Convert Patty Bond has some very significant reflections on this topic:
I’ve been working on this presentation about the difference in language between Catholics and Protestants. While it is possible to define words and their different meanings to each group, what is very difficult is to explain the difference in perspective that those words represent. Maybe a personal example will help explain what I mean.
I’m presently working on the word “baptism.” Baptism is a word that is defined in a multitude of ways across the Christian spectrum. Where I came from (I was a Baptist) it was just something we did to identify ourselves with Jesus Christ. Because He was baptized and He instructed us to be baptized, we were baptized out of obedience. It was often described as “putting on the uniform” of a Christian so that the world would identify us as Christians. Odd, really, since the vast majority of the world has no idea if you have been baptized or not. Once your hair is dry, who would know? Especially in baptist circles where certificates of baptism and even baptismal records kept at the chruch are often neglected and ignored. If you doubt me, ask a few baptist to Catholic converts who have struggled to prove they were baptized. We just don’t think much of it.
Ten years ago I became aquainted with a lady who was Presbyterian. She was one of the strongest Christians I had ever met. The only problem I had with her was that she had been baptized as an infant, and then “saved” as an adult, and refused to be re-baptized because she believed her baptism as a child was valid. I won’t get into Presbyterian doctrine, but she belived that her baptism brought her into the new covenant of Christ. I really struggled with what I saw as disobedience on her part because she would not be re-baptized.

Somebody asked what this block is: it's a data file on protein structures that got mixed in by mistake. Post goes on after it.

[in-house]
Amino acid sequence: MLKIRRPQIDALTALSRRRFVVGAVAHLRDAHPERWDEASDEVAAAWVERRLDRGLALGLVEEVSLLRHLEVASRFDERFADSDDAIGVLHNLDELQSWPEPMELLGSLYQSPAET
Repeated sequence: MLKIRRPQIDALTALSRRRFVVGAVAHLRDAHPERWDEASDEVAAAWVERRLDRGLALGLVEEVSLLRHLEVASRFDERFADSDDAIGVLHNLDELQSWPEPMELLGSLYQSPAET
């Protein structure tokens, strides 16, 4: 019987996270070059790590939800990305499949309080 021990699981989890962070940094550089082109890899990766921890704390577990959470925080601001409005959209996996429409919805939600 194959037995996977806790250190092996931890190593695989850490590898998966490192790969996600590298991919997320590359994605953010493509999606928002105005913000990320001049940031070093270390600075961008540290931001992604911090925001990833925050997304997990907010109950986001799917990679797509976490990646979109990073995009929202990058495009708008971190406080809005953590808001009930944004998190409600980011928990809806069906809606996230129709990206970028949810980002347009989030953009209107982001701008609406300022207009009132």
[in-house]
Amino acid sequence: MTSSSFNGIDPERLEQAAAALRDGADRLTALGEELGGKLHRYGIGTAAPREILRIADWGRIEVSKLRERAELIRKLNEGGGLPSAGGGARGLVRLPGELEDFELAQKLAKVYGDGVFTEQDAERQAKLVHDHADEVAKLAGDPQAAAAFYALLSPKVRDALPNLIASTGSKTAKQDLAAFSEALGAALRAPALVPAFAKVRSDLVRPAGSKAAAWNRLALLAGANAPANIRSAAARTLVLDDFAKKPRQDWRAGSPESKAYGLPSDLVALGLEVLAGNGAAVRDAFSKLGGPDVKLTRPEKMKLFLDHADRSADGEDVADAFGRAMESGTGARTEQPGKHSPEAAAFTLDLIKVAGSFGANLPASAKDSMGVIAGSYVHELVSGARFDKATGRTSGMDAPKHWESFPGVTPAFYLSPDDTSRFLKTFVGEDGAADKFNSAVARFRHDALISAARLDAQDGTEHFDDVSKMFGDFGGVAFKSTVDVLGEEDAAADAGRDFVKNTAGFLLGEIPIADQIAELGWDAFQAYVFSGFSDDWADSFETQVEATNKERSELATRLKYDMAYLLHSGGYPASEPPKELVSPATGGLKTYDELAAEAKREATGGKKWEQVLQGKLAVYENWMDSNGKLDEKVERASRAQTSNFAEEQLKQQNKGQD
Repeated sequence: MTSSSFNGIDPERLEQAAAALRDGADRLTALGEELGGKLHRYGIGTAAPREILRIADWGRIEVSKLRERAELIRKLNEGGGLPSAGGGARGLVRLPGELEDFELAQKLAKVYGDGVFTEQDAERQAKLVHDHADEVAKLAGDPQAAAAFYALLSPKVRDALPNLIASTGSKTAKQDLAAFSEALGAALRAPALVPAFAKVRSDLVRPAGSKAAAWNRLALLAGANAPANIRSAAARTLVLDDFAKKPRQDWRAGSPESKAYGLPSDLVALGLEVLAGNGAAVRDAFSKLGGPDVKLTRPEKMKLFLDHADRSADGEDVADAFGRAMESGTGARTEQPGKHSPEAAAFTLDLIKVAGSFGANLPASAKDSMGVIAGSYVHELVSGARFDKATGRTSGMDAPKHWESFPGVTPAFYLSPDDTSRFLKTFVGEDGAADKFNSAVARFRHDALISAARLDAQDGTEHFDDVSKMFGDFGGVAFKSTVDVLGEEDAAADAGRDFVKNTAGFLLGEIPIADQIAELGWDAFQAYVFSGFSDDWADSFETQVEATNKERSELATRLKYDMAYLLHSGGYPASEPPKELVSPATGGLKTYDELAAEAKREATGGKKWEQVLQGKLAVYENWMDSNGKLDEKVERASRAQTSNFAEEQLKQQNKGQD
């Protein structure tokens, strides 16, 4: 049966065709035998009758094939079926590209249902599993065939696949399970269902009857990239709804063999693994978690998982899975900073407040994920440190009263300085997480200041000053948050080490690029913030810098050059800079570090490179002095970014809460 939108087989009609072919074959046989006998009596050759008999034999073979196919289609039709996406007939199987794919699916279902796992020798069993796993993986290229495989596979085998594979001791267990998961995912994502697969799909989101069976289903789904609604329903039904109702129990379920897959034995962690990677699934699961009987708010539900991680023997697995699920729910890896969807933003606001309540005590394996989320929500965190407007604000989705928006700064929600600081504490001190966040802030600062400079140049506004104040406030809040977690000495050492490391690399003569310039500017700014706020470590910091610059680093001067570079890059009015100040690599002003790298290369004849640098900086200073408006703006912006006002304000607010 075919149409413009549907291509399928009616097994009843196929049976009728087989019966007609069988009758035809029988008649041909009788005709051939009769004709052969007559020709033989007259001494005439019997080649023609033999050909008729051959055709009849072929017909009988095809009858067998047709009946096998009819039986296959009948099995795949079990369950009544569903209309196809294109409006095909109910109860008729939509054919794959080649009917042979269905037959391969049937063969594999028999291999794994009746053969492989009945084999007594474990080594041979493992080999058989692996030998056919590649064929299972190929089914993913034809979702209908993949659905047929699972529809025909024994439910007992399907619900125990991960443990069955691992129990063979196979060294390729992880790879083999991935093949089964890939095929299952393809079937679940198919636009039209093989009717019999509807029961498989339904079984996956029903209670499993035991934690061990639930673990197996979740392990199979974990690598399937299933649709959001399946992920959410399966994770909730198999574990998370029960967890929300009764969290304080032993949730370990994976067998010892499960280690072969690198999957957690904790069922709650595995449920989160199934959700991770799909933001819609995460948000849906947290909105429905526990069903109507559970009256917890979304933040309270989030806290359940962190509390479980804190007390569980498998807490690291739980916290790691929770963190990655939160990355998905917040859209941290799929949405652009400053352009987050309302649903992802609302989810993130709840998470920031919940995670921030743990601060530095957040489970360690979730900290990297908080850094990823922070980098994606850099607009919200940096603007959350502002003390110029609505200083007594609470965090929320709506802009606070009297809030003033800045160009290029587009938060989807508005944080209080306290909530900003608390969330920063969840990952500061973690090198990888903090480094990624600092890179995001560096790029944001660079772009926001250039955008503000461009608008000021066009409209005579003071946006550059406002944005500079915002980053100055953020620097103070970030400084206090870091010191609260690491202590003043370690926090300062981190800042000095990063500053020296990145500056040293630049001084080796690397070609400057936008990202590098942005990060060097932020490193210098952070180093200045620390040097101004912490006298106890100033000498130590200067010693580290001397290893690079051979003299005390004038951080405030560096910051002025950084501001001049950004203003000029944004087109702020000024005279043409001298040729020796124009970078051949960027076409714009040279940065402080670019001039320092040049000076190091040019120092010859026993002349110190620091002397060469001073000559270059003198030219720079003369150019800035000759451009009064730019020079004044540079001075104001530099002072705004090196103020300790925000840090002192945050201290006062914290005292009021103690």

Then five years ago, when I began studying the Catholic faith, I really struggled with the concept of infant baptizm as opposed to what baptists refer to as “believers baptism.” As baptists, baptism was seen as purely symbolic, non-effectual, and optional. In fact, we said that if you were not already “saved” when you entered the waters, all you were going to get out of baptism was wet.
Then I encountered the writings of the early Fathers of the Church and realized that baptism had always been seen as a sacrament that washed away original sin and imparted the grace of God making the baptized a new creation; a child of God. Here are just a couple of quotes:
*“And we, who have approached God through Him (Christ), have received not carnal, but spiritual circumcision, which Enoch and those like him observed. And we have received it through baptism, since we were sinners, by God’s mercy; and all men may equally obtain it.” *
"Then they are brought by us where there is water, and are regenerated in the same manner in which we were ourselves regenerated (were reborn). For, in the name of God, the Father . . . and of our Savior Jesus Christ, and of the Holy Spirit, they then receive the washing with water. For Christ also said, 'Except ye be born again, ye shall not enter into the kingdom of heaven . . . "
"For He came to save all through means of Himself - all, I say, who through Him are born again to God, - infants, and children, and boys, and youths, and old men."
I can still remember wrestling with these words. What made these early Christians think that they should baptize their infants? What good did they think that did?
At this point I had come to peace with Christ’s Real Presence in the Eucharist, but the concept of sacrament was still so new that I still did not quite get how God has chosen to use matter to impart grace in our lives. But one day as I was driving across the desert here in Phoenix and wrestling with the Early Fathers, in one moment the Holy Spirit made sense of it all. I was driving along and suddenly burst out - “Because it’s a sacrament! It’s effective by the power of God! And who would not want their child to be brought into the family of God as quickly as they had been brought into the human family? It’s a sacrament!” Suddenly the word “sacrament” made sense and from there the whole Catholic faith made sense.
God had taken me on a five year journey to finally understand that one word. Words can be defined, but understanding their deep meaning often takes a changed vantage point and that can take years and requires the work of the Holy Spirit. That is another reason why understanding the written text of the scriptures is not sufficient to understand the Word of God. Without the proper vantage point (Sacred Tradition) words are just symbols without a definite meaning, open to the interpretation of the reader.
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